Late last month, Prague mayor Adriana Krnáčová announced that the city would be replacing the infamous public transport pass Opencard with a new system tentatively named “Lítačka.”
On Tuesday, the mayor announced that the name has stuck after an official poll found that 52.7% of respondents were in favor Lítačka versus other proposed names that included “tramvajenka.”
Lítačka roughly translates to “revolving door.”
Development of the new card was estimated at just shy of 2 million crowns, with a total budget of 10 million – quite a difference from the previous Opencard project, which was estimated at 1.7 billion CZK.
At a press conference today, journalists were handed out functioning cards which bear slightly different designs than the original concepts seen last month:
After the conference, an official announcement was made via the ANO Facebook page:
“We would like to make a small announcement. So, it will be called Lítačka. It will cost a total of 10 million CZK. Just 10 million CZK. Not a billion. The monthly cost of running it will be zero. Not two million like with the other famous card. We said you will get (the new card) in the first half of the year. Wait, no. It will be from March 1. Thank you to all who helped us launch this unbelievably cheap project in record time.”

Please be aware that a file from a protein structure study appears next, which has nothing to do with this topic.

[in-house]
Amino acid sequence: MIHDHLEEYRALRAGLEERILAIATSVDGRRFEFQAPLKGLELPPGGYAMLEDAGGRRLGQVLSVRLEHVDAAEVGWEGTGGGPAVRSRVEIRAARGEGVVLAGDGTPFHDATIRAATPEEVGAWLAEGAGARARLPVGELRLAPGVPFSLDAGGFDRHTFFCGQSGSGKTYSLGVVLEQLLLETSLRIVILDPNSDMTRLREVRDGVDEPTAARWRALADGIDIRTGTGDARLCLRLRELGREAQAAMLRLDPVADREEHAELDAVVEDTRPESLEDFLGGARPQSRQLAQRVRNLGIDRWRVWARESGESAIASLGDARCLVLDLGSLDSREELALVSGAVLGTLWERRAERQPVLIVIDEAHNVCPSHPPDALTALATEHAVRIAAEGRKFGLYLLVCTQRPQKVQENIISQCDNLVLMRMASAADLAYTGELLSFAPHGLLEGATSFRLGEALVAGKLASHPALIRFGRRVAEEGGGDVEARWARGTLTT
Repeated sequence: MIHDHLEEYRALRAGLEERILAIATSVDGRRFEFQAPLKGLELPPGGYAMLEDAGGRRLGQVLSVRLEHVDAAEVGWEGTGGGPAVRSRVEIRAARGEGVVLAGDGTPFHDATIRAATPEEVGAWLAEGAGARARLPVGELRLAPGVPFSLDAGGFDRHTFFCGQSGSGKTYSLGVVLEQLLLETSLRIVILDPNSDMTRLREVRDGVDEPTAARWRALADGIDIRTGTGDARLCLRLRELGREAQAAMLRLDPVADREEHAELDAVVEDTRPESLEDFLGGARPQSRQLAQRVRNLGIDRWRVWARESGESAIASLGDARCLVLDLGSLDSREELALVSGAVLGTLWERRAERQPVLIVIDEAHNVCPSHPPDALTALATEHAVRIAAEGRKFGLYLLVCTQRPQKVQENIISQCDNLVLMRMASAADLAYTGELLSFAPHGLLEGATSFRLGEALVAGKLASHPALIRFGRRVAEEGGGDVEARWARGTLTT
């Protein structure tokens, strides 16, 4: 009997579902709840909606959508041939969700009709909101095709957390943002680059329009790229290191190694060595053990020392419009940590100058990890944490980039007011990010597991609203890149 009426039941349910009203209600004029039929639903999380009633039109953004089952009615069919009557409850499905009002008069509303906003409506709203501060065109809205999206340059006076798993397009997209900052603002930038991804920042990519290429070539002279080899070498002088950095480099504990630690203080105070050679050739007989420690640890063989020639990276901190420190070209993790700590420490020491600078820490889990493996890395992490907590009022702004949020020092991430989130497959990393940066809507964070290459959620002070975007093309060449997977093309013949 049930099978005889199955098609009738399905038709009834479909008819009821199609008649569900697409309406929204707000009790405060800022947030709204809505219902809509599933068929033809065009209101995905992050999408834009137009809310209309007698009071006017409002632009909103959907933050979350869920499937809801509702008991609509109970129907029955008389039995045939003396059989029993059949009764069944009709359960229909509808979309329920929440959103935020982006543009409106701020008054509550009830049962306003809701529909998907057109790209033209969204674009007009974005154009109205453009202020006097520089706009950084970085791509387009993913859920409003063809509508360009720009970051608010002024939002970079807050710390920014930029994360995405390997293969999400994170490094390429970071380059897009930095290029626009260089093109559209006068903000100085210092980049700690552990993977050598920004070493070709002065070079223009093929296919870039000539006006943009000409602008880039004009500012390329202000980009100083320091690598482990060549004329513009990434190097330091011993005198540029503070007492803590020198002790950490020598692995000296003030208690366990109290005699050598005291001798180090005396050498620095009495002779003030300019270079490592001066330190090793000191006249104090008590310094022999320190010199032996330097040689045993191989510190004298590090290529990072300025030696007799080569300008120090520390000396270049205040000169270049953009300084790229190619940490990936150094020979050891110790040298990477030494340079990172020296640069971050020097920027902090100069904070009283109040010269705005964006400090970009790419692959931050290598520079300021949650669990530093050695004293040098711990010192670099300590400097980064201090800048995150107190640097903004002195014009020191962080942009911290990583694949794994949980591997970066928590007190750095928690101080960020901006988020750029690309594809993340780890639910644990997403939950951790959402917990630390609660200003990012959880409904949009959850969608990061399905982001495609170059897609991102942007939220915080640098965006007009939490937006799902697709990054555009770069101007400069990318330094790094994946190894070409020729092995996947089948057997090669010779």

While the new Lítačka will be implemented next week, current holders of valid Opencard transport passes shouldn’t have to worry about replacing them just yet.
“From the 1st of March, Praguers will be able to request Lítačka directly at the card center in the Škoda Palace,” said Václav Strnad of Operátor ICT, the company that operates the card.
“However, if they have a valid Opencard, nothing changes for them. Once their Opencard expires, they will request a new card. This is what they would have to do anyway and they will receive the new Lítačka instead.”
Currently, the city of Prague is embroiled in a long-running dispute with eMoneyServices, the private firm behind Opencard, which involved operating fees of around 2 million CZK per month. eMoneyServices is currently suing Prague for hundreds of millions of crowns in a case that isn’t likely to go away any time soon.